Advertised Buffer could contain performance statistics. The Data
Sink could request the portions of the data it required, without
requiring an interaction with the Data Source ULP.
This is applicable for many applications that publish semi-volatile
data that does not require transactional validity checking (i.e.,
authorized users have read access to the entire set of data). It is
less applicable when there are ULP consistency checks that must be
performed upon the data. Such applications would be better served by
having the client send a request, and having the server use RDMA
Writes to publish the requested data. Neither RDMAP nor DDP provide
mechanisms for bundling multiple disjoint updates into an atomic
operation. Therefore, use of an Advertised Buffer as a data resource
is subject to the same caveats as any randomly updated data resource,
such as flat files, that do not enforce their own consistency.
6. LLP Comparisons
Normally, the choice of underlying IP transport is irrelevant to the
ULP. RDMAP and DDP provides the same services over either. There
may be performance impacts of the choice, however. It is the
responsibility of the ULP to determine which IP transport is best
suited to its needs.
SCTP provides for preservation of message boundaries. Each DDP
Segment will be delivered within a single SCTP packet. The
equivalent services are only available with TCP through the use of
the MPA (Marker PDU Alignment) adaptation layer.
6.1. Multistreaming Implications
SCTP also provides multi-streaming. When the same pair of hosts have
need for multiple DDP streams, this can be a major advantage. A
single SCTP association carries multiple DDP streams, consolidating
connection setup, congestion control, and acknowledgements.
Completions are controlled by the DDP Source Sequence Number (DDP-
SSN) on a per-stream basis. Therefore, combining multiple DDP
Streams into a single SCTP association cannot result in a dropped
packet carrying data for one stream delaying completions on others.
6.2. Out-of-Order Reception Implications
The use of unordered Data Chunks with SCTP guarantees that the DDP
layer will be able to perform placements when IP datagrams are
received out of order.
Placement of out-of-order DDP Segments carried over MPA/TCP is not
guaranteed, but certainly allowed. The ability of the MPA receiver
to process out-of-order DDP Segments may be impaired when alignment
of TCP segments and MPA FPDUs is lost. Using SCTP, each DDP Segment
is encoded in a single Data Chunk and never spread over multiple IP
6.3. Header and Marker Overhead
MPA and TCP headers together are smaller than the headers used by
SCTP and its adaptation layer. However, this advantage can be
reduced by the insertion of MPA markers. The difference in ULP
Payload per IP Datagram is not likely to be a significant factor.
6.4. Middlebox Support
Even with the MPA adaptation layer, DDP traffic carried over MPA/TCP
will appear to all network middleboxes as a normal TCP connection.
In many environments, there may be a requirement to use only TCP
connections to satisfy existing network elements and/or to facilitate
monitoring and control of connections. While SCTP is certainly just
as monitorable and controllable as TCP, there is no guarantee that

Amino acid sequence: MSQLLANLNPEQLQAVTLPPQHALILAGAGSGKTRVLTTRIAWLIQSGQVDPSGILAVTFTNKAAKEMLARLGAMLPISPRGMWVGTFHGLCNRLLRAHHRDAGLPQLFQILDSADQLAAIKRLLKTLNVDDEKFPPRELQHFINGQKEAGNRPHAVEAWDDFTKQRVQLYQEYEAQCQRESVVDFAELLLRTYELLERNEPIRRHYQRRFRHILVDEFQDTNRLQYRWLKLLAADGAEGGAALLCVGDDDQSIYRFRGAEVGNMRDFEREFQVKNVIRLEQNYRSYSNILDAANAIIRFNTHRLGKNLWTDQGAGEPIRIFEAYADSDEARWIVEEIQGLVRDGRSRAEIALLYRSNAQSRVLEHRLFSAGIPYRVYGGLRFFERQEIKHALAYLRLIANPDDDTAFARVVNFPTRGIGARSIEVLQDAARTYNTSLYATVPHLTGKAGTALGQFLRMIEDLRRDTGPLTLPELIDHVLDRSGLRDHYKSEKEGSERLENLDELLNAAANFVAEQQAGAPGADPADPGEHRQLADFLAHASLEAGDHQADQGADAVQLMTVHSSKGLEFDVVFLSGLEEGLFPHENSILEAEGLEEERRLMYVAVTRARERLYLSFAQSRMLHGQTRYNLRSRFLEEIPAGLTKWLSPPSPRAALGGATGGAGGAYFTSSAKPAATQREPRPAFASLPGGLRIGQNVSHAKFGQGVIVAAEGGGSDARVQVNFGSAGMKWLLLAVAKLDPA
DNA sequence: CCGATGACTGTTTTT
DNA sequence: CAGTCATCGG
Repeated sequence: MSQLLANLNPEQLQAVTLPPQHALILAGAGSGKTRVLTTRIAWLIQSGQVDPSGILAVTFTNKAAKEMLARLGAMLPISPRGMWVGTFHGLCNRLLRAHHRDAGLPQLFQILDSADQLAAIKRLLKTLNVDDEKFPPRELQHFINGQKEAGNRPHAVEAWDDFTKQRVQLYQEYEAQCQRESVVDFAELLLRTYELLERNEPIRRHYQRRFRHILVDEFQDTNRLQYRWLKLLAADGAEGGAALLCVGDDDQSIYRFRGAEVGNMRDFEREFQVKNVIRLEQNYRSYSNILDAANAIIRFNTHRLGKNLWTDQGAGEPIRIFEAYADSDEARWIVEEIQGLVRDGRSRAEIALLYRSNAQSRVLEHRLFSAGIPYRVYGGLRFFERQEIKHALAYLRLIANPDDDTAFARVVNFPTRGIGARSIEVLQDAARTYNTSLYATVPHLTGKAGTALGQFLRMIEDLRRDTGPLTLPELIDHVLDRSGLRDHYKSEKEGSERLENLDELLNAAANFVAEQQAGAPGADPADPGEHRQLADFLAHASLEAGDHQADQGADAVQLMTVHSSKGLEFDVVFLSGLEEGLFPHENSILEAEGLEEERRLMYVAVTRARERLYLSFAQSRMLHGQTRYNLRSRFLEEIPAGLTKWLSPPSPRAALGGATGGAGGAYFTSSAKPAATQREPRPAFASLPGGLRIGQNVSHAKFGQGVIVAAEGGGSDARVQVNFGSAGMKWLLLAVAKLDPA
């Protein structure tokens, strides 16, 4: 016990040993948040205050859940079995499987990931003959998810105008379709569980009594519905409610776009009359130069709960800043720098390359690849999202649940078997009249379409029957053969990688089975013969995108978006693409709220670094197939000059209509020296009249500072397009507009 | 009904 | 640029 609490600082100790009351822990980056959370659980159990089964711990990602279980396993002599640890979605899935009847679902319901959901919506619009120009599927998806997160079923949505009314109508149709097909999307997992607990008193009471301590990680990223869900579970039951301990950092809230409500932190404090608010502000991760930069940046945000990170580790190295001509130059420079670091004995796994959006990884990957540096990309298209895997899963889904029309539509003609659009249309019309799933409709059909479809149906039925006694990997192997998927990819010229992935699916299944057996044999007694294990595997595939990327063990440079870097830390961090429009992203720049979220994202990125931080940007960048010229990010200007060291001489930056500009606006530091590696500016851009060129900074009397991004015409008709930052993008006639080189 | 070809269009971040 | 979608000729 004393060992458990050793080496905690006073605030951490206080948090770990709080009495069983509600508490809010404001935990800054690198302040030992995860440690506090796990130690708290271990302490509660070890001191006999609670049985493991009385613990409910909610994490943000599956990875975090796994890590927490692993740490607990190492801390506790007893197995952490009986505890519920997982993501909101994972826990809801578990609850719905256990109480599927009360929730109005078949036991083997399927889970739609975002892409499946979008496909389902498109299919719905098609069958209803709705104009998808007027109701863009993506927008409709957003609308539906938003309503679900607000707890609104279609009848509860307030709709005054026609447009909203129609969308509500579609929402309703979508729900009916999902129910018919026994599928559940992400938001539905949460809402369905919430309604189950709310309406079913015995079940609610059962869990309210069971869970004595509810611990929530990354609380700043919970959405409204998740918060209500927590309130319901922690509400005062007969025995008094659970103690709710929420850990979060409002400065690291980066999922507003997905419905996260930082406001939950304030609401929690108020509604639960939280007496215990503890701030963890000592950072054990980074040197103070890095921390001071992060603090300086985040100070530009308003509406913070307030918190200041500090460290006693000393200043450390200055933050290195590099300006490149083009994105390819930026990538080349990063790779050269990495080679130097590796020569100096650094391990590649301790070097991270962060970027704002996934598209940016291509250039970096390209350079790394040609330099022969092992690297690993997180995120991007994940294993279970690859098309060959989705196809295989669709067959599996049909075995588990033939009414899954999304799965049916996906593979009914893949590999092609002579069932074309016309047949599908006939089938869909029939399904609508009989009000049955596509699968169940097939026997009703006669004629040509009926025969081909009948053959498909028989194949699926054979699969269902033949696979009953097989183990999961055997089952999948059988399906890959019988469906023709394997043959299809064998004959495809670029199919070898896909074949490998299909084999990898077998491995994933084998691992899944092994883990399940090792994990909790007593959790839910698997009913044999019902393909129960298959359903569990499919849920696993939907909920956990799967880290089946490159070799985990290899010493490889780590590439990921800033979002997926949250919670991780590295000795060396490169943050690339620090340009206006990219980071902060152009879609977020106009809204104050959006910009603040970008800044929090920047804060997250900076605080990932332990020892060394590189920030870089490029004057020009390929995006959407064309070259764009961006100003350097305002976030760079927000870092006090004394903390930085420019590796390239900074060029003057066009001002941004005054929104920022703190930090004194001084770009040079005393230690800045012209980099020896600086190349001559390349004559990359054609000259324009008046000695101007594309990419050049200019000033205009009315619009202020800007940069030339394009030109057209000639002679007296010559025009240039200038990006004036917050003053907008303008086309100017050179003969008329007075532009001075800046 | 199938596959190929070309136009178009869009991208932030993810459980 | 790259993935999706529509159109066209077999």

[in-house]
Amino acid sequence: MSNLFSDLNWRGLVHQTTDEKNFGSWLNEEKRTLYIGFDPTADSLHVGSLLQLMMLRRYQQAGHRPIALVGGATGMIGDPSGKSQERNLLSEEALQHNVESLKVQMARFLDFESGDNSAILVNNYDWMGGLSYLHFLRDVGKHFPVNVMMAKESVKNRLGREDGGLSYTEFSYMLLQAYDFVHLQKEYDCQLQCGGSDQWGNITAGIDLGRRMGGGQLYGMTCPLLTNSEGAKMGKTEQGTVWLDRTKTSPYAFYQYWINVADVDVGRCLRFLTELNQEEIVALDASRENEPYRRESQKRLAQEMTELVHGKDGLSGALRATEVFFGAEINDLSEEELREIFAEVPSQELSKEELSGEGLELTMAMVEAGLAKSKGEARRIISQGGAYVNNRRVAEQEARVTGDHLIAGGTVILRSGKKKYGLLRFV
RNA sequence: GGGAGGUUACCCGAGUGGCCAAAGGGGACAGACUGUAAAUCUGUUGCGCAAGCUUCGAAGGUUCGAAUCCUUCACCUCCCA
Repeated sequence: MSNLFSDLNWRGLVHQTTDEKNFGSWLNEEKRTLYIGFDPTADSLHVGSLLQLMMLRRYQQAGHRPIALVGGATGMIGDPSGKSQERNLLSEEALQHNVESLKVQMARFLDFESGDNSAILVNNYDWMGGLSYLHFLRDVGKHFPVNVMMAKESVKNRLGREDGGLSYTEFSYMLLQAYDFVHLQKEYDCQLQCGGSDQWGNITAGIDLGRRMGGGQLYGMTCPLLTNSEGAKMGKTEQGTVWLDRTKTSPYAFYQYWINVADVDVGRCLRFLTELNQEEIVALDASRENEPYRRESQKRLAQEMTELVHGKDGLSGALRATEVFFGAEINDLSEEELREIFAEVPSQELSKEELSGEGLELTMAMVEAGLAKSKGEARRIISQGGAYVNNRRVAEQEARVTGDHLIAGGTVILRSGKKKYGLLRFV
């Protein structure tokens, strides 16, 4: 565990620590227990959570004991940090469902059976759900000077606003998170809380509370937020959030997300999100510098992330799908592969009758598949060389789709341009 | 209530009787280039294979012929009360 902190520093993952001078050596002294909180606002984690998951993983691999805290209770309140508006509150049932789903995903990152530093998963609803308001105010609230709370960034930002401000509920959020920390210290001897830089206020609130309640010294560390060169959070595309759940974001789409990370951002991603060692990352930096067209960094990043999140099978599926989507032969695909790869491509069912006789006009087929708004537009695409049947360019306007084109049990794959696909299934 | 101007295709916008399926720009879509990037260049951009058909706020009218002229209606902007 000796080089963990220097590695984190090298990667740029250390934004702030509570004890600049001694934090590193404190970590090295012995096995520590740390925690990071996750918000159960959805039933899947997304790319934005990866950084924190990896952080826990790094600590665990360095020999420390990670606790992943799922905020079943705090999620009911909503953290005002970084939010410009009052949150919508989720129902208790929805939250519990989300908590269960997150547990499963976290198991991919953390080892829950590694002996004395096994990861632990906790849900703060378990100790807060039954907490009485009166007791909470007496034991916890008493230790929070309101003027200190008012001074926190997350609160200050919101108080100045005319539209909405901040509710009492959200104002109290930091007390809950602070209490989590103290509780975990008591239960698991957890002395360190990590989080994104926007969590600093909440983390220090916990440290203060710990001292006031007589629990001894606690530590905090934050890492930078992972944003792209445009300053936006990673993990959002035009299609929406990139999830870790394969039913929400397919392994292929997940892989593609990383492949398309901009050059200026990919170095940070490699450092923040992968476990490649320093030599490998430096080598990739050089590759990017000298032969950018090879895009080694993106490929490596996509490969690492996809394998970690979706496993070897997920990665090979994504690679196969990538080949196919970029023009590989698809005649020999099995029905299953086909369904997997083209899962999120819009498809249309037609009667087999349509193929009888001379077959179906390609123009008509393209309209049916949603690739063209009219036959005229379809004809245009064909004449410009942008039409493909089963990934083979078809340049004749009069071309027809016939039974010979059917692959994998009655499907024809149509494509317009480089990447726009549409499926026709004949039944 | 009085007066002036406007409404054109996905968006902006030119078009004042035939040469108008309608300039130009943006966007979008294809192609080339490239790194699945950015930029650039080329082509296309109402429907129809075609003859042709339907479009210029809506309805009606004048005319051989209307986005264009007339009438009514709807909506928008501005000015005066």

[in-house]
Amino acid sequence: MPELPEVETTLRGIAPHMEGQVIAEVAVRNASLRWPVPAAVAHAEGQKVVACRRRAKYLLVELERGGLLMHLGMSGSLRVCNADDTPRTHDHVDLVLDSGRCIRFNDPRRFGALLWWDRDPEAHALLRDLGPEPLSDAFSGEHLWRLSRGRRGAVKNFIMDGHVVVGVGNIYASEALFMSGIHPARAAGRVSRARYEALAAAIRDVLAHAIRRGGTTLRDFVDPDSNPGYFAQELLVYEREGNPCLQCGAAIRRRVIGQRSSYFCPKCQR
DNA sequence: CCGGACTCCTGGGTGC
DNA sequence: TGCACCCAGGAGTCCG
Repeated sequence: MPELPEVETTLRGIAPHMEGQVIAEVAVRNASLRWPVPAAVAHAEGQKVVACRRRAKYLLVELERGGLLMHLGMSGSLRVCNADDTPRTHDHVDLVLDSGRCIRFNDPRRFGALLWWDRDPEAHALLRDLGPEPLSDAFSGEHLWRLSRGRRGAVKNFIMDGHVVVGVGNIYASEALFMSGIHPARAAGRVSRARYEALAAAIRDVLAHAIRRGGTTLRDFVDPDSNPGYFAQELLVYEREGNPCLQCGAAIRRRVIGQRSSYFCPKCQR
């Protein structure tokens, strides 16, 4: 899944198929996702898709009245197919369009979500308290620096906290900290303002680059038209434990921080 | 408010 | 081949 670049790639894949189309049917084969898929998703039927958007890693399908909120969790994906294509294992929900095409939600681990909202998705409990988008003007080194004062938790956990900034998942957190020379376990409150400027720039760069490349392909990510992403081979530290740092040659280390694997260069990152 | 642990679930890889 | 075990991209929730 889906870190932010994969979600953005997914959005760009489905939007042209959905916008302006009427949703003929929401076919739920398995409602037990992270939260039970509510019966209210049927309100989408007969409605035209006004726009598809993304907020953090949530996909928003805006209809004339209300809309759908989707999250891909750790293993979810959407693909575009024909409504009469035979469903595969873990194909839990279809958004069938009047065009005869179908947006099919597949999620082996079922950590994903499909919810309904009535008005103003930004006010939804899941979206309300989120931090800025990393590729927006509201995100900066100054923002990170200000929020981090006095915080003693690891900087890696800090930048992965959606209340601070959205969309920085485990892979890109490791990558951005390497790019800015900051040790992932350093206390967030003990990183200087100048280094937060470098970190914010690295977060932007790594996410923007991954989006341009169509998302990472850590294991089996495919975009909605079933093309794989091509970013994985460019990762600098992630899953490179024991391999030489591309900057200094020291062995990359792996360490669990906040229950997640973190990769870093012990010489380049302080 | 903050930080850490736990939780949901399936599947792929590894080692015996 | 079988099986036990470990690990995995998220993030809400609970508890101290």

the network management infrastructure has the required support for
6.5. Processing Overhead
A DDP stream delivered via MPA/TCP will require more processing
effort than one delivered over SCTP. However, this extra work may be
justified for many deployments where full SCTP support is unavailable
in the endpoints of the network, or where middleboxes impair the
usability of SCTP.
6.6. Data Integrity Implications
Both the SCTP [RFC4960] and MPA/TCP [RFC5044] adaptation provide end-
to-end CRC32c protection against data accidental corruption, or its
A ULP that requires a greater degree of protection may add its own.
However, DDP and RDMAP headers will only be guaranteed to have the
equivalent of end-to-end CRC32c protection. A ULP that requires data
integrity checking more thorough than an end-to-end CRC32c should
first invalidate all STags that reference a buffer before applying
its own integrity check.
CRC32c only provides protection against random corruption. To
protect against unauthorized alteration or forging of data packets,
security methods must be applied. The RDMA security document
[RFC5042] specifies usage of RFC 2406 [RFC2406] for both adaptation
layers. As stated in [RFC5042], note that the IPsec requirements for
RDDP are based on the version of IPsec specified in RFC 2401
[RFC2401] and related RFCs, as profiled by RFC 3723 [RFC3723],
despite the existence of a newer version of IPsec specified in RFC
4301 [RFC4301] and related RFCs.
6.6.1. MPA/TCP Specifics
It is mandatory for MPA/TCP implementations to implement CRC32c, but
it is not mandatory to use the CRC32c during an RDMA connection. The
activating or deactivating of the CRC in MPA/TCP is an administrative
configuration operation at the local and remote end. The
administration of the CRC (ON/OFF) is invisible to the ULP.
Applications should assume that disabling CRC32c will only be used
when the end-to-end protection is at least as effective as a
transport layer CRC32c. Applications should not use additional
integrity checks based solely on the possibility that CRC32c could be
disabled without equivalent integrity checks at a lower level.
CRC32c must not be disabled unless equivalent or better end-to-end
integrity protection is provided.
If the CRC is active/used for one direction/end, then the use of the
CRC is mandatory in both directions/ends.
If both ends have been configured not to use the CRC, then this is